AMD seems to changing things up a bit for their graphics products in several markets. The company has quietly added several graphics cards for sale in Asia, and has also made changes to include support for these cards in their Radeon Software graphics drivers. The new models are the Radeon RX 570G, RX 580G, and the RX 580 2048SP. These cards seem to be a bit odd, so let’s try make sense of this.

Radeon RX 580 family

GPU Shaders Base/Boost clock Texture units ROPs TDP
RX 580 XTR (8GB) 2304 1257/1340MHz 144 32 185W
RX 580 (4GB, 8GB) 2304 1257/1340MHz 144 32 185W
RX 580 V2 (8GB) 2304 ? ? ? ?
RX 580G (8GB) ? ? ? ? ?
RX 580 2048SP
2048 1168/1284MHz 128 32 150W
RX 580X OEM (8GB) 2304 1257/1340MHz 144 32 185W

AMD’s RX 580 family is quite large for a mid-range GPU, and there are several variants out in the market today. The RX 580 is the original version of the chip, shipping with either 4GB or 8GB of GDDR5 memory, and a full set of shaders, texture units, and raster operators, as well as a 185W thermal design point (TDP). In the months that followed, two additional variants surfaced, with the RX 580X being an OEM-only version of the card with otherwise identical performance, and the RX 580 XTR being a slightly better binned version of the RX 580 die. There is speculation that the RX 580 die is actually cut down, and that the full design has the same 2560 shaders and 160 TMUs as the GPU in the Xbox One X console.

Thanks to a new product page that was updated on AMD’s China website, as well as new entries in the Radeon Software 18.10 drivers, there are three more variants of the same die. The RX 580 V2 is a new version of the original GPU die. The appearance of this new card in AMD’s drivers has been expected as there have been rumours of a Polaris refresh, moving the family to a new designation called “Polaris 30”. There are no specifications or revised clock speeds for this chip yet, and its only appearance so far is in AMD’s drivers. This might be an RX 580 die built on the slightly better 12nm process from Global Foundries.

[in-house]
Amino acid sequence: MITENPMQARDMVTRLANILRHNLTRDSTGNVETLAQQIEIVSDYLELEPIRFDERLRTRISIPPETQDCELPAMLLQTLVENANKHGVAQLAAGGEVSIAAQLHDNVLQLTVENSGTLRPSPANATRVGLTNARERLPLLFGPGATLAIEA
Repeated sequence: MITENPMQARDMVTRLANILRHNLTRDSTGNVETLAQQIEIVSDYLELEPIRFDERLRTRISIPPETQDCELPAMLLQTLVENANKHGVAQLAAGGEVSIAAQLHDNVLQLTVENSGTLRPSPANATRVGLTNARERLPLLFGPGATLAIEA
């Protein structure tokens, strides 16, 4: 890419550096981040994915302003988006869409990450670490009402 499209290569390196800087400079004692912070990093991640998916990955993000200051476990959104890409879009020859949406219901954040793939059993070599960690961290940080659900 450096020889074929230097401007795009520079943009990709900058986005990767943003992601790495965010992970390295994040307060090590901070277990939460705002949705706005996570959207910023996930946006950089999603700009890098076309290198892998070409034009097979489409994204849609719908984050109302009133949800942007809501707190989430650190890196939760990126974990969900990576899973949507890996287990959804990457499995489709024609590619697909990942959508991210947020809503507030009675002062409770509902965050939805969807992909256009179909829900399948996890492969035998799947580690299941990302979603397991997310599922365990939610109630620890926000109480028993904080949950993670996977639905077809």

The other cards are a little interesting. The RX 580 2048SP appeared briefly on AMD China’s website before the product page was fixed, but it listed an RX 580 with 256 shaders cut from the die, turning it into a slightly faster Radeon RX 570 with higher clock speeds. As it turns out, this might be a rebadged Radeon RX 570X, which was previously an OEM-only card. There are already product listings for GPUs for sale on JD.com that use this GPU, and the first partner to ship them is China-based Dataland. TechpowerUp also lists two Sapphire cards that use the same die, but those models aren’t confirmed yet.

The final variant is the RX 580G, along with the RX 570G that accompanies it. There isn’t any information about these cards anywhere except in the aforementioned driver leak, although the use of the “G” moniker is interesting. Previously, a G-series Radeon GPU was integrated into the motherboard, and AMD’s 700 series chipsets used Radeon 3000 and 4000 series GPUs to enable on-board display outputs. They weren’t great, but you could play games on them (and cook an egg, and set your board on fire if you tried to overclock it). There was also the Radeon HD 7000 G-series of GPUs used for laptops, the very last of the Terascale 3 generation even though they were sharing the same HD 7000 series badge as first-generation GCN.

If – and this is a big if – AMD is making G-series GPUs, I think it’s they’re very likely going to be the desktop cards in an MXM form factor for small-form-factor machines. ASRock already makes the DeskMini GTX/RX, which uses MXM cards from NVIDIA to enable full-throttle desktop-class performance in a tiny, tiny chassis. If that’s the case, then we should also be open to the possibility of a Ryzen-based DeskMini as well, seeing as ASRock is buddy-buddy with AMD’s gaming graphics division now.

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